If you’re going to invest time and money into attending a tourism conference, take some steps to make that investment worthwhile.
Conferences like the Select Traveler Conference are an essential part of the tourism planning landscape. They give you the chance to explore new destinations, meet new travel suppliers, build relationships with existing partners and grow professionally by learning from your peers. If you have a budget for professional development events and can afford the time out of the office, attending one or two tourism conferences each year can make a world of difference in the way you do your job as a travel planner.
The people who see the best results from conferences take strategic steps before, during and after the events to ensure that their investment pays dividends. So instead of showing up unfocused or unprepared, use these strategies to make the most of your next tourism conference.
Know What You Need
One good travel conference can be enough to create trips to fill a year or more of your group’s travel program, but only if you come prepared. Before leaving for the conference, make a list of all the trips you have planned for the coming two to three years, then decide what’s missing from that list. Do you need an international adventure in 2021? A great domestic mystery trip next year? A new tour operator partner or a hotel for an upcoming overnight? Once you know what gaps you need to fill on your calendar, you can be focused and effective at the conference.
Build Peer Relationships
In addition to meeting with suppliers, building relationships with your peers should be a priority when you attend tourism conferences. Some of these events, like the Select Traveler Conference, have specific breakout sessions for travel planners to discuss issues, develop best practices and share ideas. You should definitely attend these sessions and look for other opportunities to make friends with your travel planner peers during other networking events at the conference. Many planners who have met at professional events end up sharing resources, collaborating on trips and forming long friendships.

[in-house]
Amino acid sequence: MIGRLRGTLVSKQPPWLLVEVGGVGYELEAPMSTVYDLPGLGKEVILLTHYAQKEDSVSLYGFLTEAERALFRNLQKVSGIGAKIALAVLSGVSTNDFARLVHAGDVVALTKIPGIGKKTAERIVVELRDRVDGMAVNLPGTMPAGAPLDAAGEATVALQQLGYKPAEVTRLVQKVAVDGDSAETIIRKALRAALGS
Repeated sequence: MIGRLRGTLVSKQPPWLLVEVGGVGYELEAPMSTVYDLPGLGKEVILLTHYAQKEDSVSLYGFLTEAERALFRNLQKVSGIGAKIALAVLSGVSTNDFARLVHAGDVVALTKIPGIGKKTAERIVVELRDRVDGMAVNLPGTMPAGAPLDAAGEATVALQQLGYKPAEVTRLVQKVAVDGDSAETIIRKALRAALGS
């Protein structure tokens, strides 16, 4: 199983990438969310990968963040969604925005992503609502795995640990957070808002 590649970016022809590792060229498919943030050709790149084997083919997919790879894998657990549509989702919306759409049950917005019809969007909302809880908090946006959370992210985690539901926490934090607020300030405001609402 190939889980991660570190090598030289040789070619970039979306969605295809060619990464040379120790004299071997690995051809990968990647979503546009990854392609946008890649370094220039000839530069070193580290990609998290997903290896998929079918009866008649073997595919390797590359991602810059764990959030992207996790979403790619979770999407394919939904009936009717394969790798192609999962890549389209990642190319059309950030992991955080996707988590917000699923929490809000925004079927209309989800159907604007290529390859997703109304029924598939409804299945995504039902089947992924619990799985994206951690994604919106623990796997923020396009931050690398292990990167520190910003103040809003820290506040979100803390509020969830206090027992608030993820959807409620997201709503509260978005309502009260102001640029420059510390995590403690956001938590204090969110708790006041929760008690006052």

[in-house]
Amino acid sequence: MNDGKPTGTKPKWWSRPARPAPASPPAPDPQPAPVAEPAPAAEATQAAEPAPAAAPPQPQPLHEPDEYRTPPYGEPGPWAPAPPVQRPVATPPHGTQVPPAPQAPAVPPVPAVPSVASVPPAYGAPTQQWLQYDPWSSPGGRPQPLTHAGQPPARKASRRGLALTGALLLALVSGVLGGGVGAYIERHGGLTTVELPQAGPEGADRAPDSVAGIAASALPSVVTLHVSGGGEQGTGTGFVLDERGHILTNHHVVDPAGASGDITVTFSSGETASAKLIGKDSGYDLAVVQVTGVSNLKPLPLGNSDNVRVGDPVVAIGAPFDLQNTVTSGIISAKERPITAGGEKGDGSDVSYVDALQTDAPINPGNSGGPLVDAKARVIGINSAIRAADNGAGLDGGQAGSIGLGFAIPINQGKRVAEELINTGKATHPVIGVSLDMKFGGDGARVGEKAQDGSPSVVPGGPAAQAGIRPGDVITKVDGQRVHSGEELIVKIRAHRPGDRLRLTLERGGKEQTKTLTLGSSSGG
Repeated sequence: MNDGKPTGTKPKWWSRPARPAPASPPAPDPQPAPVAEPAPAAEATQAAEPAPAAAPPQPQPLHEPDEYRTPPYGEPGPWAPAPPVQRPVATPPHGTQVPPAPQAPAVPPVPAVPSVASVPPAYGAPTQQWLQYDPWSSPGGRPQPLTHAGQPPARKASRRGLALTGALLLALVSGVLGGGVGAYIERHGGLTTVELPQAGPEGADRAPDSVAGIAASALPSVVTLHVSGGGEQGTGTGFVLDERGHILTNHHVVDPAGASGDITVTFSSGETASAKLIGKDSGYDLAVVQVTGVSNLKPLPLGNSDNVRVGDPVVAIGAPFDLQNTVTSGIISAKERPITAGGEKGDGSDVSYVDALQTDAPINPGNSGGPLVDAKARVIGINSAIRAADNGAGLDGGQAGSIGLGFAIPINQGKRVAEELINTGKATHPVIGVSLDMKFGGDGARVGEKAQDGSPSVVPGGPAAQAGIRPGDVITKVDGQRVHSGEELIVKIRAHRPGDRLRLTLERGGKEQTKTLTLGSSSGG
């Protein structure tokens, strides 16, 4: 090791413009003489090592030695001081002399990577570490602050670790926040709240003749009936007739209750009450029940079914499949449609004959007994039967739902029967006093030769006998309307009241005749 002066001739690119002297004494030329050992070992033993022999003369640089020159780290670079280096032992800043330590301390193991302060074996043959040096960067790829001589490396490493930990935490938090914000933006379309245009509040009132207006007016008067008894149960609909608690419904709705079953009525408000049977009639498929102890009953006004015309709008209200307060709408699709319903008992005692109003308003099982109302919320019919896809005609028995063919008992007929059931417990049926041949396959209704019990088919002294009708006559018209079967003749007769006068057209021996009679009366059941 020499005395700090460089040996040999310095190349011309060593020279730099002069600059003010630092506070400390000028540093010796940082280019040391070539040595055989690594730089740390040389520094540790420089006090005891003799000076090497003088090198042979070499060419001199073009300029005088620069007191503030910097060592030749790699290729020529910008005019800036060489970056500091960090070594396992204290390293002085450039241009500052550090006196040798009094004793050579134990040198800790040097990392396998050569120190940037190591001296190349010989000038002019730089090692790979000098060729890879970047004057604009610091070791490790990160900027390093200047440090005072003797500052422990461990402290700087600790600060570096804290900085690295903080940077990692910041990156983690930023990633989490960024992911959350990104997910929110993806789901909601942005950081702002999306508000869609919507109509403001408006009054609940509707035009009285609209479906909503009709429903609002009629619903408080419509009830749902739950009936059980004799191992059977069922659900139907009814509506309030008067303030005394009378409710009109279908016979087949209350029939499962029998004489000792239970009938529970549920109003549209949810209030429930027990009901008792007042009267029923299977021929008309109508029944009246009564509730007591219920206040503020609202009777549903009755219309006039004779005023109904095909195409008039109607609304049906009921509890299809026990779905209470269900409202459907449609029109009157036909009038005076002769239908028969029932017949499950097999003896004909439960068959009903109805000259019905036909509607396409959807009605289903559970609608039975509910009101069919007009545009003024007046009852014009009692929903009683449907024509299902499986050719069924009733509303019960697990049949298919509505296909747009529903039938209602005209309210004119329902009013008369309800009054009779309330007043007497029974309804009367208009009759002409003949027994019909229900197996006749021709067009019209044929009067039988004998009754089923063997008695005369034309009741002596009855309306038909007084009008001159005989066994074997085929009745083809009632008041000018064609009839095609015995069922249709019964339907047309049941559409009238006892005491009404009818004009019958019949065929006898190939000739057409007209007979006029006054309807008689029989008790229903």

See the Host City
Many tourism conferences are so packed with scheduled activities that it can be difficult to see anything but the inside of a hotel or convention center. But for a travel planner, experiencing the destinations you visit for conferences can be a vital way to build your knowledge base and find new trip ideas. So don’t attend a conference without making time to see the city. You can take advantage of city sightseeing tours or pre- and post-conference FAMs offered by the host destination. Or if those aren’t available, arrange to stay an extra day or two before or after the conference to explore the area on your own.
Make a Hit List
Conferences make great opportunities to have one-on-one conversations with people with whom you want to work. The conference’s scheduling system may set up formal appointments with some of them but probably not all of them. Before the event begins, look at a registry of the sponsors and vendors attending, then make a “hit list” of those with whom you want to talk. Reach out to them ahead of time to set up time to get together for coffee or cocktails to make sure your most important conversations take place. And don’t be afraid to approach someone you see at the conference and ask for a meeting.
Follow Up Quickly
The energetic environment of a conference can fill you with creativity and new ideas. Back home, though, the mundane realities of daily life and the pile of work you missed while traveling can quickly suck the enthusiasm right out of you. To capitalize on your connections and ideas from the conference, take action on them as soon as possible. Email the tour company representative you met to ask for a formal quote. Survey your group members to gauge their interest in visiting some of the new destinations you have in mind. And put together an action plan to implement some of the new ideas you learned.